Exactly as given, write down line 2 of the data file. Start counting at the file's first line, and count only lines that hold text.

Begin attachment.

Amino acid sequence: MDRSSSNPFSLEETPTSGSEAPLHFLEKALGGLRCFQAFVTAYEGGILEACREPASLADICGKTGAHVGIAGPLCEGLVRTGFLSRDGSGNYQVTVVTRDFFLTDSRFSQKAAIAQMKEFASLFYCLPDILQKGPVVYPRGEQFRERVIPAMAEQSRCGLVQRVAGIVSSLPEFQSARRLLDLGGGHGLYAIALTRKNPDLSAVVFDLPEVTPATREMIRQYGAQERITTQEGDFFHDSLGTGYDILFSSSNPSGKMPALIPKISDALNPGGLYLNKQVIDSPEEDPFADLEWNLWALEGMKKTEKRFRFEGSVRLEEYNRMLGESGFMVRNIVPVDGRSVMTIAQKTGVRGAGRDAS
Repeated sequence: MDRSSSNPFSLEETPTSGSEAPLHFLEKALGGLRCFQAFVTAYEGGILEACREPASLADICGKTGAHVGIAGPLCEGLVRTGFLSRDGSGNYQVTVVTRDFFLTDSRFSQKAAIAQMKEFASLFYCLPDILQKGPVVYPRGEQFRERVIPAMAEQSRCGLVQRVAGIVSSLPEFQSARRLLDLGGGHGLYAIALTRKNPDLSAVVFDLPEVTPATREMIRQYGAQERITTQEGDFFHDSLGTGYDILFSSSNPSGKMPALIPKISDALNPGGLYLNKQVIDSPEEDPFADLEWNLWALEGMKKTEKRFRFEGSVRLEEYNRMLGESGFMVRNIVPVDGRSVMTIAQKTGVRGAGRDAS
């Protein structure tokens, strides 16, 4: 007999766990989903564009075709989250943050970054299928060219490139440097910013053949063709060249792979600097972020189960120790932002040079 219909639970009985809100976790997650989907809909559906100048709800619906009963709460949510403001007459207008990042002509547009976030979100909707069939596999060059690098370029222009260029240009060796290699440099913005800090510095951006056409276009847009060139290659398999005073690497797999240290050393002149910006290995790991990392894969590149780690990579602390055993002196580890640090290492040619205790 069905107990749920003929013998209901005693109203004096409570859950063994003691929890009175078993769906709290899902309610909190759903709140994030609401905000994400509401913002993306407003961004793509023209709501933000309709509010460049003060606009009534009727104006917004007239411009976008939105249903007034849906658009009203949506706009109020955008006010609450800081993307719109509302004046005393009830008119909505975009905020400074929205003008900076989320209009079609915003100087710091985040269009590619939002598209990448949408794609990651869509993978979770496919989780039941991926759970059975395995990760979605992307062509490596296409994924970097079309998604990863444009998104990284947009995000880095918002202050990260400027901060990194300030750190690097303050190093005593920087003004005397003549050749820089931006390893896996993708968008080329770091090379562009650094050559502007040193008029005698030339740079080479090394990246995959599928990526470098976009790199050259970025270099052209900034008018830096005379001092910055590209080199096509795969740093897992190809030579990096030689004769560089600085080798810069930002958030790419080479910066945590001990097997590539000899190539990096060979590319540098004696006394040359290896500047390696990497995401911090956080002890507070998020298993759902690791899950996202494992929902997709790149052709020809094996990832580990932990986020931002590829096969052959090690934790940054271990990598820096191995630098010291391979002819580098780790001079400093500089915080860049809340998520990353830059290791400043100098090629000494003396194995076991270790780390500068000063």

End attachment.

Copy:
Repeated sequence: MDRSSSNPFSLEETPTSGSEAPLHFLEKALGGLRCFQAFVTAYEGGILEACREPASLADICGKTGAHVGIAGPLCEGLVRTGFLSRDGSGNYQVTVVTRDFFLTDSRFSQKAAIAQMKEFASLFYCLPDILQKGPVVYPRGEQFRERVIPAMAEQSRCGLVQRVAGIVSSLPEFQSARRLLDLGGGHGLYAIALTRKNPDLSAVVFDLPEVTPATREMIRQYGAQERITTQEGDFFHDSLGTGYDILFSSSNPSGKMPALIPKISDALNPGGLYLNKQVIDSPEEDPFADLEWNLWALEGMKKTEKRFRFEGSVRLEEYNRMLGESGFMVRNIVPVDGRSVMTIAQKTGVRGAGRDAS